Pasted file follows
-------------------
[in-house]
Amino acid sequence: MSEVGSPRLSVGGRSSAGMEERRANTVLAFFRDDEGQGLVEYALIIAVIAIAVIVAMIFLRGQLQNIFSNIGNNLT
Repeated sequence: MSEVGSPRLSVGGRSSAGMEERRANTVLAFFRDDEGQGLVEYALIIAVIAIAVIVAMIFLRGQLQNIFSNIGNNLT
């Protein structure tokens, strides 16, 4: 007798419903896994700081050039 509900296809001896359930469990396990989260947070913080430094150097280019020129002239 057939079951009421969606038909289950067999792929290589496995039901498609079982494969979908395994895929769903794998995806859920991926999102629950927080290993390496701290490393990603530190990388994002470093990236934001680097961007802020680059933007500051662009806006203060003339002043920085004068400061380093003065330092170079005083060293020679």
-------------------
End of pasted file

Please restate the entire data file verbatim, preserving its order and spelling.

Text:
[in-house]
Amino acid sequence: MSEVGSPRLSVGGRSSAGMEERRANTVLAFFRDDEGQGLVEYALIIAVIAIAVIVAMIFLRGQLQNIFSNIGNNLT
Repeated sequence: MSEVGSPRLSVGGRSSAGMEERRANTVLAFFRDDEGQGLVEYALIIAVIAIAVIVAMIFLRGQLQNIFSNIGNNLT
């Protein structure tokens, strides 16, 4: 007798419903896994700081050039 509900296809001896359930469990396990989260947070913080430094150097280019020129002239 057939079951009421969606038909289950067999792929290589496995039901498609079982494969979908395994895929769903794998995806859920991926999102629950927080290993390496701290490393990603530190990388994002470093990236934001680097961007802020680059933007500051662009806006203060003339002043920085004068400061380093003065330092170079005083060293020679």